They disappeared from the racing scene because they decided that it was too dangerous. The bullies had the run of the races, and they figured that if that's the way the game is played, they're not playing it.

It wasn't worth it.

They are smart folks, successful folks, folks that have a lot to lose. They help support their families, their kids, they make mortgage payments, stuff like that. At some point the risk-reward balance gets tilted too far into the risk side. When it does, a smart person backs off.

The incidents two years ago literally convinced a lot of racers I knew, despite my cajoling, pleading, begging, story-telling, everything, that crits in the area were just way too dangerous.

Their solution? Sit them out. Skip them. Don't race them.

Basically the two crashes took maybe 200, maybe 300 entries out of the year (at a conservative 10-15 races a year).

And it wasn't because the races were necessarily dangerous. It was because there were perhaps half a dozen individuals, tops, that wreaked havoc in the fields. These yahoos took out everyone from umpteen time national champions to lawyers to financial IT folks to teachers to ordinary you and me type people.

I haven't seen them in a real crit since.

And that really sucks.

It sucks for the sport because the bullies started gaining the upper hand, and the system was in such a state that it couldn't do anything.

It sucks for the sport because a bunch of intelligent, nice, kind, conscientious people gave up on the sport.

It sucks because all those people that quit made a reasonably smart decision, a logical one, and they'll tell their friends that they prefer running or swimming or tris or golf or something, anything, other than bike racing. When their friends ask them, "Yeah, but I was thinking about getting a bike, I watched the Vuelta and it looks really cool!", they'll tell them, "Okay, but don't think about racing. It's a dumb sport, for dumb people, ruled by bullies on bikes."

And we lose potential racers, potential teammates, potential friends.

It comes down to this.

Race well, race with dignity, race with a conscience.

And all of the above just won't apply to you.


Colin R said...

Posts like this make me realize how much USAC has failed at the local level. I don't know much about OBRA but they're way more "with it" in an online sense, so I bet they've at least got the online rider suspension thing covered.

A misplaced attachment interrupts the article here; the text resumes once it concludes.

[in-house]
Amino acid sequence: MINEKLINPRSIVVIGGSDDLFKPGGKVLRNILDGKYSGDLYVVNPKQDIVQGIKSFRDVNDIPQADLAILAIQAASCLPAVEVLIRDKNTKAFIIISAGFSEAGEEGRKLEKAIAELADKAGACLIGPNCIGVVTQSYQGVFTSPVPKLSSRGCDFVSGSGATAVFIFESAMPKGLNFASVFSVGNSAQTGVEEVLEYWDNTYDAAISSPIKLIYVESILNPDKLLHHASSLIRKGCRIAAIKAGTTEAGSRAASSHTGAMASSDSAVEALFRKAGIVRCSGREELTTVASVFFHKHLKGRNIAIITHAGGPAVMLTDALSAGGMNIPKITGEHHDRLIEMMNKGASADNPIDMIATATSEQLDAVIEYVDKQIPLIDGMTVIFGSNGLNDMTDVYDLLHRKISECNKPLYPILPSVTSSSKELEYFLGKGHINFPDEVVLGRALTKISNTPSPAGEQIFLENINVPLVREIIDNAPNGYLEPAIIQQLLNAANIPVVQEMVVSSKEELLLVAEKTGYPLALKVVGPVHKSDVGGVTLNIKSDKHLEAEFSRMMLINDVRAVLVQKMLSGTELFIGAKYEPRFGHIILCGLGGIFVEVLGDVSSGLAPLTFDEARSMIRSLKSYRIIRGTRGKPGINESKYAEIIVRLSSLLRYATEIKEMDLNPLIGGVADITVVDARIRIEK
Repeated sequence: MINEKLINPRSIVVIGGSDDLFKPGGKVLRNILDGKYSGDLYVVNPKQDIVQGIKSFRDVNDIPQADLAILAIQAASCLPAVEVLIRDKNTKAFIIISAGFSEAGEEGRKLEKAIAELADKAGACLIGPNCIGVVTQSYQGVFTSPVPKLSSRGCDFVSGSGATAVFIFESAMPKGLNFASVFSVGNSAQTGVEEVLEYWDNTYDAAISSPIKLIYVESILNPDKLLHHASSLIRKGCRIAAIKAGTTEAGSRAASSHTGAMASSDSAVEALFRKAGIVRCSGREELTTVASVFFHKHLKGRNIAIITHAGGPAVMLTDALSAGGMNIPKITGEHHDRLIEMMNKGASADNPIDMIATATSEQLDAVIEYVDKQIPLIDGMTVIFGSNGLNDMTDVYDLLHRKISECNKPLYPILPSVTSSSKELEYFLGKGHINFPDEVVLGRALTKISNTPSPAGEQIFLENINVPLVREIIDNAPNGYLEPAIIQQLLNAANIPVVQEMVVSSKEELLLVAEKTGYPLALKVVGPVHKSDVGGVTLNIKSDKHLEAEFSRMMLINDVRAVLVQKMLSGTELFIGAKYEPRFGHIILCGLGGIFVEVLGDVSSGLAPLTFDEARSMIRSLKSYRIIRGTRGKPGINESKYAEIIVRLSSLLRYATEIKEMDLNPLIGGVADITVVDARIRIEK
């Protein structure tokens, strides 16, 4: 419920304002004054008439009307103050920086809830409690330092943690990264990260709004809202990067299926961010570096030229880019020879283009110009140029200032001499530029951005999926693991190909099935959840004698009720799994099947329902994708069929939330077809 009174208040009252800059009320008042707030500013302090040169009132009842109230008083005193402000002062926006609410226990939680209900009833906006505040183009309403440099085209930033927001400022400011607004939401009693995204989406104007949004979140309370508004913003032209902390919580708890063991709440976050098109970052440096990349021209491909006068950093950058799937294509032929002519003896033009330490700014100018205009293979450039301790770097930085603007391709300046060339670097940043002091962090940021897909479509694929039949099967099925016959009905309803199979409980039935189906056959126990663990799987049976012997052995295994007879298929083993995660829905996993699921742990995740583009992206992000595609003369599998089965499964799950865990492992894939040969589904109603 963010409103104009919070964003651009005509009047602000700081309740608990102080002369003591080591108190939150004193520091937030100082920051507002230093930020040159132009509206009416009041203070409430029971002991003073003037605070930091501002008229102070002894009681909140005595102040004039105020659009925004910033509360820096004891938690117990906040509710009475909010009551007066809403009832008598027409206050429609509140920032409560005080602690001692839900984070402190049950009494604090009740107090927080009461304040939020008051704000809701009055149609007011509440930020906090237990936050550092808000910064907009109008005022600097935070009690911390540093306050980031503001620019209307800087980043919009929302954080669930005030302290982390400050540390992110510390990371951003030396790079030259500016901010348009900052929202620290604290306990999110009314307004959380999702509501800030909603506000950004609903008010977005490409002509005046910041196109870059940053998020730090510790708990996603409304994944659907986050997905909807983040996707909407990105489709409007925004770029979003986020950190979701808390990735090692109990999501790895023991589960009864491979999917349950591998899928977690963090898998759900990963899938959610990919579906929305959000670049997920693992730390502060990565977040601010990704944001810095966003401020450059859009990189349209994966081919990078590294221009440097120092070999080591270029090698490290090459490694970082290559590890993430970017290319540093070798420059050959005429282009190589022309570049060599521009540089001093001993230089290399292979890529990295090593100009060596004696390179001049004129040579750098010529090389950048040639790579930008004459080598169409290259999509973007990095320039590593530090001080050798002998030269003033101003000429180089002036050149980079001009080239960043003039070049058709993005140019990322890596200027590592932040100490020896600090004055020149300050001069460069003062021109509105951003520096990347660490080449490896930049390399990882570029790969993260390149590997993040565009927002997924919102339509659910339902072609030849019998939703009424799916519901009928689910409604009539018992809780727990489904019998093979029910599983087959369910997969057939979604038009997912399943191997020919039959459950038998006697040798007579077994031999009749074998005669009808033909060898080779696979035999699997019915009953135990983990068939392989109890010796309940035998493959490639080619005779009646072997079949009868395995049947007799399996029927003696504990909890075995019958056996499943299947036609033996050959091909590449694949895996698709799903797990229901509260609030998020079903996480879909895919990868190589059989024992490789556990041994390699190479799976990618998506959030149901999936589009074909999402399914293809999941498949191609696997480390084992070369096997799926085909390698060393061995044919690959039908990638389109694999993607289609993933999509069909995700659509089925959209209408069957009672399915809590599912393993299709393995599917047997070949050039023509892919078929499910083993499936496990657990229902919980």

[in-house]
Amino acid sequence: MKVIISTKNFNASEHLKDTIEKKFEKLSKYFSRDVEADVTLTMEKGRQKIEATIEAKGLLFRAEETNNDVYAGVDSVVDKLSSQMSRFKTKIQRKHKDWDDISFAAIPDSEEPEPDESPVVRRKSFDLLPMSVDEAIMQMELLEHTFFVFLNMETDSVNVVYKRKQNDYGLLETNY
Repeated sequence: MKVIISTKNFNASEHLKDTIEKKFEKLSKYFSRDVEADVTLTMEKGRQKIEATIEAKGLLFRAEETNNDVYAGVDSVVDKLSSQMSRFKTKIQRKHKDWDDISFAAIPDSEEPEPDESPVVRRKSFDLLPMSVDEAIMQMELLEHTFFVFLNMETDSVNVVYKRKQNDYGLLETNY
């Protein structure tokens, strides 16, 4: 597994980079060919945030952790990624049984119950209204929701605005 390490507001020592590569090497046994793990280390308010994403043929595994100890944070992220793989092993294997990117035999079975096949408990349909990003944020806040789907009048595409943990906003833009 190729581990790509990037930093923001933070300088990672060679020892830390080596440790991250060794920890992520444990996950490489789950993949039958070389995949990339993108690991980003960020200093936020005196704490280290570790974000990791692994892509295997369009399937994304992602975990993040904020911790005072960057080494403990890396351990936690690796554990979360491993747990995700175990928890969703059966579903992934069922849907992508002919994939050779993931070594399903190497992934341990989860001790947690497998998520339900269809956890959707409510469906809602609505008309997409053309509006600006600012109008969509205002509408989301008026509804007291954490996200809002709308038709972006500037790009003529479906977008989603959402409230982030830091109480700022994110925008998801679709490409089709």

crispy said...

I like your ideas, but have one suggestion - input from riders in the same race should be solicited when deciding if something is an accident or not. I know emotions will cloud this input a bit, but there's still nothing like the guy who was next to the offender saying "yeah, he looked right at me then chopped my wheel. That was no accident."

No One Line said...

Aki, with your "guarantee" in this post and your mention of your own injury, you seem to be implying something that you're not saying outright. Do you think that the move that took you down was part of a deliberate strategy?

Aki said...

Thanks all for the comments.

Colin - I bookmarked a page from the Triathlete federation because it really struck me. It's a page on Etiquette. I couldn't believe they had one, and the sport only started existing when I was around, not like bike racing. It's been very frustrating and it's really motivated me to get more involved to fix things.

crispy - There is a procedure for gathering evidence in an incident, and it includes interviewing all the affected riders. USAC seemed to do a good job. I asked if anyone else got hurt (I had no idea), and I learned that a friendly rival from a Bethel a few years ago suffered 4 broken ribs.

In my case, all the views except for two of the rider's teammates agreed. I thought that was curious because one teammate was about 50-100 meters behind the group (he pulled off and sat up). The other teammate crashed - I think he's the one that hit me since he was just to my 4 or 5 or 6 o'clock. I never saw him, even in my peripheral vision, but he was the guy being led out.

Something that really bothers me is that a recreational sports defense lawyer called me, unsolicited, and asked me if there were any video of the incident. I didn't wear my helmet cam, and there was just one photographer on the course. The lawyer was disappointed - he said that video/picture proof will prove exactly what happened. And as I thought about it, it's why they have dash cams on police cars and city buses, to illustrate what happened.

NOL - I don't think it was a deliberate strategy per se. Meaning I don't think they say, "Okay, I'll be swerving out and taking out guys just before the last turn." If it were deliberate, the designated leader would be in front of the swerver, not behind. In this case the designated leader actually crashed too.

However... I believe that this rider considers this move to be totally acceptable in the realm of bike racing. He's yet to be punished in any meaningful way for the three infractions I know of (all of them were "because someone else moved"), and I expect him to make the same moves in 2010.